The Foothill Extension is a true success story for Measure R and the voters of Los Angeles County.

The Pasadena to Azusa segment was the first Measure R rail project to break ground, and it is on budget and on time.

It will be completed in 2015, when the Construction Authority building the line will turn it over to Metro.

The Azusa to Claremont segment, now environmentally cleared, is being readied for design and engineering in anticipation of a groundbreaking in as early as 2016.

It is time for Metro to stop making excuses for not completing the Foothill Extension and do the right thing.

The voters approved a program of projects carefully crafted by the California State Legislature, which including the Foothill Extension to Claremont.

It was one of only two transit projects with such a clear definition.

It is time for Metro to keep faith with the voters and commit to completing all Measure R projects as promised, including the Foothill Extension - all the way to Claremont.

Doug Tessitor is a Glendora city councilman who serves as chairman of the Metro Gold Line Foothill Extension Construction Authority's Board of Directors and on the Executive Board of Foothill Transit. Sam Pedroza is a Claremont city councilman who serves on the Construction Authority's Board of Directors and as chairman of the Foothill Extension Joint Powers Authority Board. The Construction Authority is an independent transportation agency responsible for planning, designing and building the Gold Line Foothill Extension.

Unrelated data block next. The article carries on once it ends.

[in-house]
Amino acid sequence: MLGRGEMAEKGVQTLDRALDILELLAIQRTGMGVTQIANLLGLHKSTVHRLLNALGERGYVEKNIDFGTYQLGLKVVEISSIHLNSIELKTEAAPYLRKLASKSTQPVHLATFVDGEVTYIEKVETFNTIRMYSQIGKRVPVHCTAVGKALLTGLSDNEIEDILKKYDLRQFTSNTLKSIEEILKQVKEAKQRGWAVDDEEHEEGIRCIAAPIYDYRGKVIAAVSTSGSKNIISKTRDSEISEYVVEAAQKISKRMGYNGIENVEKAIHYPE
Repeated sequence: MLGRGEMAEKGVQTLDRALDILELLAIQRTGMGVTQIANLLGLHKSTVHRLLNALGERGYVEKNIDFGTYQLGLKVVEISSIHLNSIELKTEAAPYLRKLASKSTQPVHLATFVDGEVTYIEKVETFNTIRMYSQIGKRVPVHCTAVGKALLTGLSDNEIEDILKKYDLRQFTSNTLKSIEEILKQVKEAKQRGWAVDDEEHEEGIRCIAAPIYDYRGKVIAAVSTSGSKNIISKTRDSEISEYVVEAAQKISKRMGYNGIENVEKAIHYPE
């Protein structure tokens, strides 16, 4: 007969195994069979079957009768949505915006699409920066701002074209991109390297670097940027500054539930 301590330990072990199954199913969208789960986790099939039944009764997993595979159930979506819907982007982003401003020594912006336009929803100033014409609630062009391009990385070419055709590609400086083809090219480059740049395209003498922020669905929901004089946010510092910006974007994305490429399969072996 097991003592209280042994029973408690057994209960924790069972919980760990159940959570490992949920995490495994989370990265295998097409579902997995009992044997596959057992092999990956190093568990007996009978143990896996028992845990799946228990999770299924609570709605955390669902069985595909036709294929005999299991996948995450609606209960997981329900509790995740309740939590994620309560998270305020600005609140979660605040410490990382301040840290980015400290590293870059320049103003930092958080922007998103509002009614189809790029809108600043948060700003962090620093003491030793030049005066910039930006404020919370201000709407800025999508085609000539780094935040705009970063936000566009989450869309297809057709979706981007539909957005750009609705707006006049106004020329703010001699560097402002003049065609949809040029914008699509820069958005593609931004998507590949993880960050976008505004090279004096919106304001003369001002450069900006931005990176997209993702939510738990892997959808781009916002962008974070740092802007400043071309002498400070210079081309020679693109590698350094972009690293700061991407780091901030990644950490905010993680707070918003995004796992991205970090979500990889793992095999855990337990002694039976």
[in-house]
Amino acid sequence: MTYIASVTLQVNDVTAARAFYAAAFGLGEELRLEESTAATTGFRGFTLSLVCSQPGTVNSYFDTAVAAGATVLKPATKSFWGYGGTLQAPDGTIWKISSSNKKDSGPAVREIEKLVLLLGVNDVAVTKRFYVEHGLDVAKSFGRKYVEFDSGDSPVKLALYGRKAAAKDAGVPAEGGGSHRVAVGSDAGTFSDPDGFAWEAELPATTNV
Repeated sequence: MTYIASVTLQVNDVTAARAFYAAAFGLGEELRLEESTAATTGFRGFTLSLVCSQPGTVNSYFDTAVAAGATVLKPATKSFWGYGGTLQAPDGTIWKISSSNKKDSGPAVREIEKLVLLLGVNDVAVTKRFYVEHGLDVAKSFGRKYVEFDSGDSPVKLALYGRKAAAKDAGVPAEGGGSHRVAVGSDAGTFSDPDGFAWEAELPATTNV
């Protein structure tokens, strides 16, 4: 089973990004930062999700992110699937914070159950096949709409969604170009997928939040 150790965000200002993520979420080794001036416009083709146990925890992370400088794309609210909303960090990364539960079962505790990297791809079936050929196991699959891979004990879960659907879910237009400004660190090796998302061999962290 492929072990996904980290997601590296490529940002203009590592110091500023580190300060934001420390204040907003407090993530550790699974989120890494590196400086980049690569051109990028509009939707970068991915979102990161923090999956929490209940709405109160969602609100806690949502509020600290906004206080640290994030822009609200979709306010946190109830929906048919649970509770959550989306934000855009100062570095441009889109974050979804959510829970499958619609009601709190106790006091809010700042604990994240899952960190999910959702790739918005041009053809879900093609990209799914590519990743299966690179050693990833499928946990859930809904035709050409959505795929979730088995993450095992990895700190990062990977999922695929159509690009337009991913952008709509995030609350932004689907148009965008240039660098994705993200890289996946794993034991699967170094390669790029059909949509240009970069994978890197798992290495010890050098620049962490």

Vast network of express lanes on way


By Chris Nichols, May 11, 2013

 Cars and trucks travel in the express lanes, along the middle of Interstate 15, near Rancho Bernardo. | U-T San Diego photo by Howard Lipin.

Cars and trucks travel in the express lanes, along the middle of Interstate 15, near Rancho Bernardo.

Despite nationwide declines in ridesharing, the San Diego region is embarking on a vast expansion of “next-generation” carpool corridors.

These new roadways, called express lanes, would accommodate car pools, buses, select “clean air” vehicles and solo drivers willing to pay a toll.
More than $13 billion worth of express-lane networks are planned on half a dozen freeways from Santee to Oceanside during the next 40 years. They already exist on Interstate 15 in North County, and stretches are being built on Interstate 805 in Chula Vista and Sorrento Valley.

As the corridors come online here and across the United States, some question whether they are the most economic way to tackle freeway gridlock. In other words, they wonder whether there will be enough motorists willing to fill those lanes.

The percentage of residents in San Diego County who carpooled to work fell from 13 percent in 2000 to 10.6 percent in 2010, reflecting a similar national downward trend, according to the latest U.S. Census Bureau data on that issue.

Even if carpooling rebounds, what kind of financial return might taxpayers see on their investment in express lanes?

Supporters said the goal of the new corridors is not to reach a certain traffic count but create new travel choices and cut commute times for everyone.

Another goal of these networks, which are sometimes called managed lanes, is to provide a congestion-free corridor. For example, tolls on the I-15 express lanes rise as traffic in the regular lanes increases, moderating the number of solo drivers who choose to enter the corridor.

One critic of carpool lanes, Jack Mallinckrodt, said despite the features offered by express lanes, the expense of building them is “exorbitant” compared with the price of ordinary lanes, which handle far greater traffic volume.

A U-T San Diego review of traffic data on I-15 shows that each express lane, on average, carries between 20 percent and 30 percent of the traffic handled by a standard lane.

The I-15 express lanes network, which is considered a model for similar roadways nationwide, includes four lanes, transit stations and direct-access ramps not typically found on traditional freeways. It stretches 20 miles along the middle of the interstate, from Escondido to Kearny Mesa.